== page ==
Sepsis Fact Sheet
Sepsis is the body’s extreme reaction to infection. The body attacks its own organs and tissues which can lead to tissue damage, organ failure and death.
Signs of sepsis include:
- Rapid breathing and fast heartbeat
- Pale or mottled skin
- Confusion or sleepiness
- Fever and chills
- Feeling the sickest you’ve ever felt
- Extreme pain
If you detect even a few of these symptoms, seek medical help immediately and ask, “could it be sepsis”
Sepsis results from any kind of infection, most commonly from a bacterial infection. Cuts and scrapes, urinary tract infections, pneumonia, and post-operative infections can all lead to sepsis.
The risk of developing sepsis can be reduced by practicing good hygiene, including washing hands regularly, caring for even minor cuts and scrapes using basic first aid techniques (especially keeping wounds clean), and by staying up to date on vaccinations.
Early diagnosis and treatment of sepsis significantly boosts one’s chances of survival. Sepsis is treated with antibiotics and IV fluids. In most cases, broad spectrum antibiotics will be administered. Once blood tests have been performed, antibiotics that target the particular strain of bacterium responsible for the infection may be used.
Who’s At Risk
Sepsis can impact anyone – young or old, sick or healthy. Those with increased risk of infection include:
- People with chronic illness such as diabetes
- Those with weakened immune systems
- The elderly
- Very young children
While some survivors of sepsis make a full recovery, others suffer long term consequences, including amputated limbs, organ dysfunction such as kidney damage, chronic fatiguef, cognitive disorders and memory loss, and depression.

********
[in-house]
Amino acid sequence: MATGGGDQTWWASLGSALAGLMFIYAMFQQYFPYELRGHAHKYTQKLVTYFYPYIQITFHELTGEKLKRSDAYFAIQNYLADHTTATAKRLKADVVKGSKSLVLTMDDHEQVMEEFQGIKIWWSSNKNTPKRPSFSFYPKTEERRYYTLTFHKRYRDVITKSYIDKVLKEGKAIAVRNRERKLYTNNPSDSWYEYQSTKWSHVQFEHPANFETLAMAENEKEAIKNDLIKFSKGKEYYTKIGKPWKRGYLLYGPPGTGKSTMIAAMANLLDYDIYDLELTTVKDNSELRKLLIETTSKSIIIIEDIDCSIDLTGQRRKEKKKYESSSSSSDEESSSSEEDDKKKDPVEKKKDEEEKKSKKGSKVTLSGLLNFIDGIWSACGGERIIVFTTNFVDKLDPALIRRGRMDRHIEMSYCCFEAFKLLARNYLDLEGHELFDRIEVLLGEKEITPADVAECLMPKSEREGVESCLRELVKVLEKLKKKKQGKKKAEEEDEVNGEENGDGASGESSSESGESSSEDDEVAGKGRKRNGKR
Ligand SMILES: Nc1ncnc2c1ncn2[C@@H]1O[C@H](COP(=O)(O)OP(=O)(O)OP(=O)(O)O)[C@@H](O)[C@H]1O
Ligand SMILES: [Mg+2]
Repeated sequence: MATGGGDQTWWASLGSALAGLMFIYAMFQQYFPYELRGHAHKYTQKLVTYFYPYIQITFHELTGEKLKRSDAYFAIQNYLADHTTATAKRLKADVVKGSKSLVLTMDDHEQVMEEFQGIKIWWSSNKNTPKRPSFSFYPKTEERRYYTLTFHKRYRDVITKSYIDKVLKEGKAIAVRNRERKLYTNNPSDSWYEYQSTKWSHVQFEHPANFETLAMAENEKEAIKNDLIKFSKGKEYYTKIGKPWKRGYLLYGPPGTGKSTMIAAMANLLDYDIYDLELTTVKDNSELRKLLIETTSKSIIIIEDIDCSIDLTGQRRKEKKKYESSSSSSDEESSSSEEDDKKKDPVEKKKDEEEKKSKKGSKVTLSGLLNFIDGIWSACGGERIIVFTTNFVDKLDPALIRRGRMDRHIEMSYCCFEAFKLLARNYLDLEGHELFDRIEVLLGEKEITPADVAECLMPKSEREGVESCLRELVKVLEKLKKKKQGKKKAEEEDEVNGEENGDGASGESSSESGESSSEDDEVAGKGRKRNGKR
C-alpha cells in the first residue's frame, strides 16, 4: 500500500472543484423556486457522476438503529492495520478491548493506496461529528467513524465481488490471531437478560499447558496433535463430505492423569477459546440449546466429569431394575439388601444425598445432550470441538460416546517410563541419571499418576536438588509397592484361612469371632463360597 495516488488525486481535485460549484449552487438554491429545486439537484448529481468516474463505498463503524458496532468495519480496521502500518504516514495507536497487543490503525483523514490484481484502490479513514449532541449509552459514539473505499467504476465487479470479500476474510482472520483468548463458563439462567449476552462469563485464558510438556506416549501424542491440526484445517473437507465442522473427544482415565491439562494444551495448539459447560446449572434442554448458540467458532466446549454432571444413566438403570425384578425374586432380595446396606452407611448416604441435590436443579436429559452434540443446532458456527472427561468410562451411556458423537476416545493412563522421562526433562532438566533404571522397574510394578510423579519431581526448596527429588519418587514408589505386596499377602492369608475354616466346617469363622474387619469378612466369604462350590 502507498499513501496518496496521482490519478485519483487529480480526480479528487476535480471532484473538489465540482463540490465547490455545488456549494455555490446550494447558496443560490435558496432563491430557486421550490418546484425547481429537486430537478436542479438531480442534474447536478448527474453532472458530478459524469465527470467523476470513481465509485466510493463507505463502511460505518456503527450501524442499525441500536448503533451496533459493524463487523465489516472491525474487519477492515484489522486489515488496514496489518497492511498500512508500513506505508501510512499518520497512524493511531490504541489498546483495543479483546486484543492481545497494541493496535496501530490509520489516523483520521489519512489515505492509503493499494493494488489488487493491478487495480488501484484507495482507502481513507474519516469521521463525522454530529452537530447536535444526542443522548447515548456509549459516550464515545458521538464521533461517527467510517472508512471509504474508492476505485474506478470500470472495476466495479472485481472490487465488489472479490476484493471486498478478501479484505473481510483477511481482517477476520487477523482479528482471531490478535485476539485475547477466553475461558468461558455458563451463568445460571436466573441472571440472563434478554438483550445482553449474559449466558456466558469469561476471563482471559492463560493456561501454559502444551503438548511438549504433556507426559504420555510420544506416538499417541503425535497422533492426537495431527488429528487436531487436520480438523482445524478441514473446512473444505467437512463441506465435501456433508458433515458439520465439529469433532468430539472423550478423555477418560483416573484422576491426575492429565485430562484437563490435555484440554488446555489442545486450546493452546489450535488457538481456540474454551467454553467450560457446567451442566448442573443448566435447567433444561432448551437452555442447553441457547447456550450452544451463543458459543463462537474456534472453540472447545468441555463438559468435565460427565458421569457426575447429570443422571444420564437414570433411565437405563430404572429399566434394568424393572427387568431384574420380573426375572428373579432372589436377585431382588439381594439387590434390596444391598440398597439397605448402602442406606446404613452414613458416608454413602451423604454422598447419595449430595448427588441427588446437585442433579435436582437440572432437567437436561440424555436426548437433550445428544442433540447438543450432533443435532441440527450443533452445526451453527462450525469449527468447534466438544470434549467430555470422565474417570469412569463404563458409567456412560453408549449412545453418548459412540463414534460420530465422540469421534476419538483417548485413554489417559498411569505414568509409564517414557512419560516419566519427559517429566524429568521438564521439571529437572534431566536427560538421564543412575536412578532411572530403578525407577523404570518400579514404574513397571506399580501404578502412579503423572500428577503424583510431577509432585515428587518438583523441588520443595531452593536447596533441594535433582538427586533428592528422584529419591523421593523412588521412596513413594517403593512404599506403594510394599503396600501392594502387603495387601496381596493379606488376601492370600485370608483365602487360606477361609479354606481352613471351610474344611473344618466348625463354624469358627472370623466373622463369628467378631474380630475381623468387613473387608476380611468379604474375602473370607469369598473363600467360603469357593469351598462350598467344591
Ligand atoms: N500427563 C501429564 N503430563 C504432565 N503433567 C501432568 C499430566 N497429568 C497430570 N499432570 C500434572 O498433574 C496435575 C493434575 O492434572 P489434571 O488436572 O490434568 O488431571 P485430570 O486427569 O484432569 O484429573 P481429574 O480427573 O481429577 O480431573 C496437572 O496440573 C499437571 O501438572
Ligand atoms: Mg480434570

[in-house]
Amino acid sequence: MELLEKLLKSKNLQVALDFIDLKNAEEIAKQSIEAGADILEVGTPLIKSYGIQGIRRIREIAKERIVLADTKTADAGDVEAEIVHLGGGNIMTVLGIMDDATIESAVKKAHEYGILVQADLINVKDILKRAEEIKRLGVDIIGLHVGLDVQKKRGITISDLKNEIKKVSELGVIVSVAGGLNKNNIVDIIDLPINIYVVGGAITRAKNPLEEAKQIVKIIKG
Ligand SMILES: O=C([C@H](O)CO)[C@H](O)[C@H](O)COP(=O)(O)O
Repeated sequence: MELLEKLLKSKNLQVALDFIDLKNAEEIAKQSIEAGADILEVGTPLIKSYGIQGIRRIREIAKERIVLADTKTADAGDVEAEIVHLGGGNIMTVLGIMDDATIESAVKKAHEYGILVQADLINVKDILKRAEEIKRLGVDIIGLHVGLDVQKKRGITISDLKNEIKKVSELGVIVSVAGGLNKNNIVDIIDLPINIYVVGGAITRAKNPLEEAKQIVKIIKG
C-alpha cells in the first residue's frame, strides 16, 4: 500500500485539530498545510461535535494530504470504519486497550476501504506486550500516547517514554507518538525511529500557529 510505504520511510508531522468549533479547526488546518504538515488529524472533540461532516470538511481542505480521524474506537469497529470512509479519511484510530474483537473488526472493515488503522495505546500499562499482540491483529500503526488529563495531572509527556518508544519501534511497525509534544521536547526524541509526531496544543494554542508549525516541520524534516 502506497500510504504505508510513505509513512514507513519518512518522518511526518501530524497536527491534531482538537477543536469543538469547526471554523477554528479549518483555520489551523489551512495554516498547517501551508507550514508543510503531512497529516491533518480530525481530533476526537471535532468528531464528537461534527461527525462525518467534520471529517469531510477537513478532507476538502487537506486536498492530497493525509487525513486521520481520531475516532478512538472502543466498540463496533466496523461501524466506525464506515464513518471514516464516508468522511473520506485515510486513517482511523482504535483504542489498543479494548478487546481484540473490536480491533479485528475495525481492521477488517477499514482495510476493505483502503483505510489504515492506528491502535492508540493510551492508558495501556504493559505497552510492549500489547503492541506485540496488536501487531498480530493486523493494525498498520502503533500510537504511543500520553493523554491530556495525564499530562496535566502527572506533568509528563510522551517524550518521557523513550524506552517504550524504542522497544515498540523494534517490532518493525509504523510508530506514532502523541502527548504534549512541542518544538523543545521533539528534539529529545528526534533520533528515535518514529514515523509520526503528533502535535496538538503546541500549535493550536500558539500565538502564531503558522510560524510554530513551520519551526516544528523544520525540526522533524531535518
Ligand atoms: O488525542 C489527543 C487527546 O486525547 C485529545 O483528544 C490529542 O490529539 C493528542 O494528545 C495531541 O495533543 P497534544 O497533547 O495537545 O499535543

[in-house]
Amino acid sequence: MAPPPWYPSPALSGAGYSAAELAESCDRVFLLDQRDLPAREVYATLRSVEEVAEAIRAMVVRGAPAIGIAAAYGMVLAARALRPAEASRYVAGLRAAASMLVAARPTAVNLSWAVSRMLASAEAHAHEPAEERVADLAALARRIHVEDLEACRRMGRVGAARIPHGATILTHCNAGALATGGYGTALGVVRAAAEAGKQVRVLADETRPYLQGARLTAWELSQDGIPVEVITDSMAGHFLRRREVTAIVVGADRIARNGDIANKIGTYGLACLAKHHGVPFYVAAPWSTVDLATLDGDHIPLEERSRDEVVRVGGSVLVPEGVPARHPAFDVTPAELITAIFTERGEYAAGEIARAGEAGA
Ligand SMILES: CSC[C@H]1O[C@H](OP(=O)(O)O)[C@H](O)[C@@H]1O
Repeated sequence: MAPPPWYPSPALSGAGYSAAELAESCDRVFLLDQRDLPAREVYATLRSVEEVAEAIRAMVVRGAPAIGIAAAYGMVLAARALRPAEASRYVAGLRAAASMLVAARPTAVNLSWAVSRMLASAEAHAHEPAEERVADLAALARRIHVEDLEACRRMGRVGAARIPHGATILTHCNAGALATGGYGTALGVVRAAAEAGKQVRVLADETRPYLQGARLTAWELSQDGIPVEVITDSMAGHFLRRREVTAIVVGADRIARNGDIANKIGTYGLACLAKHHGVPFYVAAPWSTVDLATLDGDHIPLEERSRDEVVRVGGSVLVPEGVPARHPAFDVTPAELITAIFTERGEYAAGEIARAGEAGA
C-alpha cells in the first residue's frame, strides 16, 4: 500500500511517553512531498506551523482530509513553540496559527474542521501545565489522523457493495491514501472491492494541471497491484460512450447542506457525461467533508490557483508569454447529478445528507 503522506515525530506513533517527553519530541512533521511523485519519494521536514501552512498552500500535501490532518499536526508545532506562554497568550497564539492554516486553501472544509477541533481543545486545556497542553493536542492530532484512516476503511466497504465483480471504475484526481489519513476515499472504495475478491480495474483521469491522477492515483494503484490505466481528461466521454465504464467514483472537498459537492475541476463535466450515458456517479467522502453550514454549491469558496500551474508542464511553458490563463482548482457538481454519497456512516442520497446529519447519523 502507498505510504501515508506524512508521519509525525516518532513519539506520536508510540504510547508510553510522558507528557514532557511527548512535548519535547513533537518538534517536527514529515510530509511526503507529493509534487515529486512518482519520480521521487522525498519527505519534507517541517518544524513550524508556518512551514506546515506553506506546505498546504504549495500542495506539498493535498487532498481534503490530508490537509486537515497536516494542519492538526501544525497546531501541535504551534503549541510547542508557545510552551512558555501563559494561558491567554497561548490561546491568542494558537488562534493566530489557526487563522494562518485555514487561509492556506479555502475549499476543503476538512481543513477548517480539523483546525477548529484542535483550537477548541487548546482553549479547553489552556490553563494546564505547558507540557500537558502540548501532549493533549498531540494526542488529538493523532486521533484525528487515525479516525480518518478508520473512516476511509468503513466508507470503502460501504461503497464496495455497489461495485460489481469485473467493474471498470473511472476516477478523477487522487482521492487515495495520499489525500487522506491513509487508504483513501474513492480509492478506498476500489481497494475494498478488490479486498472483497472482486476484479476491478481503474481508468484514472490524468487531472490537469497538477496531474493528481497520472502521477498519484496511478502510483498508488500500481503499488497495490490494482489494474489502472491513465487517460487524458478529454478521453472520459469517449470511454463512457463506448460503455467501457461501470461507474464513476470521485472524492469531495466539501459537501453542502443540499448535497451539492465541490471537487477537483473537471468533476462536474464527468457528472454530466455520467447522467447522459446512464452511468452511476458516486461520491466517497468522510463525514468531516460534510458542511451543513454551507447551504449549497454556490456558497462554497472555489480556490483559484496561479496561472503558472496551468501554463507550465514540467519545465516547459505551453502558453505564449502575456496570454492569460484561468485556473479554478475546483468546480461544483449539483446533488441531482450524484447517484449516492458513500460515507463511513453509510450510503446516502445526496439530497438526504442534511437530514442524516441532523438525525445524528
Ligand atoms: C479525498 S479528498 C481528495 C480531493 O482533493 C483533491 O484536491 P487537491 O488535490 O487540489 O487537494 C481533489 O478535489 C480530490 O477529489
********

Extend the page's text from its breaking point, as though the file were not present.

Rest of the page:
Sepsis in the United States
- More than 1.5 million people in the United States develop sepsis each year. [i]
- At least 250,000 people in the United States die each year from sepsis. [ii]
- Sepsis is the leading cause of death in U.S. hospitals. [iii] As many of half of all patients who die in U.S. hospitals have sepsis. [iv]
- Sepsis is increasing at a rate of 10.3% each year in the United States. [v]
- One in five severe sepsis patients are readmitted to hospital within 30 days. Among those readmitted within 30 days, 66.9% had an infection and 40.3% had severe sepsis on readmission. [vi]
- Sepsis begins outside the hospital for the vast majority (nearly 80%) of sepsis patients. [vii]
- Sepsis is the most expensive condition treated un U.S. hospitals, costing nearly $24 billion annually. Sepsis is also the most expensive condition billed to Medicare. [viii]
- The cost of sepsis is increasing annually by a rate of 11.9%. [ix]
Sepsis Around the Globe
- Sepsis affects, at minimum, an estimated 30 million people around the world each year and results in at least 6 million deaths. [x]
- In the developing world, sepsis accounts for 60-80% of lost lives per year, affecting more than 6 million newborns and children annually. [xi]
Sepsis and Children
- Sepsis is the leading cause of death for infants and children worldwide. [xii]
- 40,000 children in the United States are hospitalized each year with sepsis. [xiii]
- Approximately 5,000 children in the United States die each year from sepsis. [xiv]
- Every hour delay in treating a child with sepsis increases mortality by 8%. [xv]
- The economic cost of treating pediatric sepsis is estimated to be $4.8 billion annually.[xvi]
- 38% of children who survive sepsis sustain lifelong disabilities. [xvii]